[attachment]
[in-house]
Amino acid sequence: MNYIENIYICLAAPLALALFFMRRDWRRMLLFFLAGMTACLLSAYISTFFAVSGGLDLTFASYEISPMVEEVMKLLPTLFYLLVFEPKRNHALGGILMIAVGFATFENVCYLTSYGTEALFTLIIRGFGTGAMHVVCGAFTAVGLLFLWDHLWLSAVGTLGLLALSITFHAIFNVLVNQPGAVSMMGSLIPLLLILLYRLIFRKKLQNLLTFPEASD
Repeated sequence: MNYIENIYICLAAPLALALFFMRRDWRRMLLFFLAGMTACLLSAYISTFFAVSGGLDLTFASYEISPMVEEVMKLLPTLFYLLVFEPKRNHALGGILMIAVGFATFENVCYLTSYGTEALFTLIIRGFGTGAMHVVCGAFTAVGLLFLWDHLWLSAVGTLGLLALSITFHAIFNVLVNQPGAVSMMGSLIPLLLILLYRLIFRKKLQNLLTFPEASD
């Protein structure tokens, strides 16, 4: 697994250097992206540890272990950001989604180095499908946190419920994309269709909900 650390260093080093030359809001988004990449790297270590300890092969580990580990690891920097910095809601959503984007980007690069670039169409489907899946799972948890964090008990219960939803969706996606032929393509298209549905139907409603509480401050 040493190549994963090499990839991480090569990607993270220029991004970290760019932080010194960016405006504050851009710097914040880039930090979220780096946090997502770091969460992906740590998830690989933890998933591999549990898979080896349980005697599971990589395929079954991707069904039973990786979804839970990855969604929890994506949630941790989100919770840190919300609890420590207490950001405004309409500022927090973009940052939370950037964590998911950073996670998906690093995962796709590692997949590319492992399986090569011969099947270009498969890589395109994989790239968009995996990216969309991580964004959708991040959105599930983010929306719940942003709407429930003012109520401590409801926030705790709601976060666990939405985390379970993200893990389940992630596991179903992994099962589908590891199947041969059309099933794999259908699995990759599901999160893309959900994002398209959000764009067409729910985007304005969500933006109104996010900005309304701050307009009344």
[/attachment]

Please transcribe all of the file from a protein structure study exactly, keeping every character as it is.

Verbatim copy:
[in-house]
Amino acid sequence: MNYIENIYICLAAPLALALFFMRRDWRRMLLFFLAGMTACLLSAYISTFFAVSGGLDLTFASYEISPMVEEVMKLLPTLFYLLVFEPKRNHALGGILMIAVGFATFENVCYLTSYGTEALFTLIIRGFGTGAMHVVCGAFTAVGLLFLWDHLWLSAVGTLGLLALSITFHAIFNVLVNQPGAVSMMGSLIPLLLILLYRLIFRKKLQNLLTFPEASD
Repeated sequence: MNYIENIYICLAAPLALALFFMRRDWRRMLLFFLAGMTACLLSAYISTFFAVSGGLDLTFASYEISPMVEEVMKLLPTLFYLLVFEPKRNHALGGILMIAVGFATFENVCYLTSYGTEALFTLIIRGFGTGAMHVVCGAFTAVGLLFLWDHLWLSAVGTLGLLALSITFHAIFNVLVNQPGAVSMMGSLIPLLLILLYRLIFRKKLQNLLTFPEASD
């Protein structure tokens, strides 16, 4: 697994250097992206540890272990950001989604180095499908946190419920994309269709909900 650390260093080093030359809001988004990449790297270590300890092969580990580990690891920097910095809601959503984007980007690069670039169409489907899946799972948890964090008990219960939803969706996606032929393509298209549905139907409603509480401050 040493190549994963090499990839991480090569990607993270220029991004970290760019932080010194960016405006504050851009710097914040880039930090979220780096946090997502770091969460992906740590998830690989933890998933591999549990898979080896349980005697599971990589395929079954991707069904039973990786979804839970990855969604929890994506949630941790989100919770840190919300609890420590207490950001405004309409500022927090973009940052939370950037964590998911950073996670998906690093995962796709590692997949590319492992399986090569011969099947270009498969890589395109994989790239968009995996990216969309991580964004959708991040959105599930983010929306719940942003709407429930003012109520401590409801926030705790709601976060666990939405985390379970993200893990389940992630596991179903992994099962589908590891199947041969059309099933794999259908699995990759599901999160893309959900994002398209959000764009067409729910985007304005969500933006109104996010900005309304701050307009009344």